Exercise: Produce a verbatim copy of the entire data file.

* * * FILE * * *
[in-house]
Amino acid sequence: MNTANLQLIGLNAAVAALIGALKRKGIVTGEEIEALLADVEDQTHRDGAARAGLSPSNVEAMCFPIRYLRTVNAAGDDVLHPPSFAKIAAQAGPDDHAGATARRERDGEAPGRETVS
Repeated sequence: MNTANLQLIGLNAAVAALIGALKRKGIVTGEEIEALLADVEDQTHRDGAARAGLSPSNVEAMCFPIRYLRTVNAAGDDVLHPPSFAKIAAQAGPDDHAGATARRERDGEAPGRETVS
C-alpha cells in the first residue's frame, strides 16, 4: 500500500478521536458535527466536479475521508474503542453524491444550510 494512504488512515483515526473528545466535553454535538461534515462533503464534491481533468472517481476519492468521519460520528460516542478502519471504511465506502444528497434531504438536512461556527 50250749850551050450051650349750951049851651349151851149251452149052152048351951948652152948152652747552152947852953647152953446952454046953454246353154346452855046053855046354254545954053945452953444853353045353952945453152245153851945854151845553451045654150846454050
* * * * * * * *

[in-house]
Amino acid sequence: MNTANLQLIGLNAAVAALIGALKRKGIVTGEEIEALLADVEDQTHRDGAARAGLSPSNVEAMCFPIRYLRTVNAAGDDVLHPPSFAKIAAQAGPDDHAGATARRERDGEAPGRETVS
Repeated sequence: MNTANLQLIGLNAAVAALIGALKRKGIVTGEEIEALLADVEDQTHRDGAARAGLSPSNVEAMCFPIRYLRTVNAAGDDVLHPPSFAKIAAQAGPDDHAGATARRERDGEAPGRETVS
C-alpha cells in the first residue's frame, strides 16, 4: 500500500478521536458535527466536479475521508474503542453524491444550510 494512504488512515483515526473528545466535553454535538461534515462533503464534491481533468472517481476519492468521519460520528460516542478502519471504511465506502444528497434531504438536512461556527 50250749850551050450051650349750951049851651349151851149251452149052152048351951948652152948152652747552152947852953647152953446952454046953454246353154346452855046053855046354254545954053945452953444853353045353952945453152245153851945854151845553451045654150846454050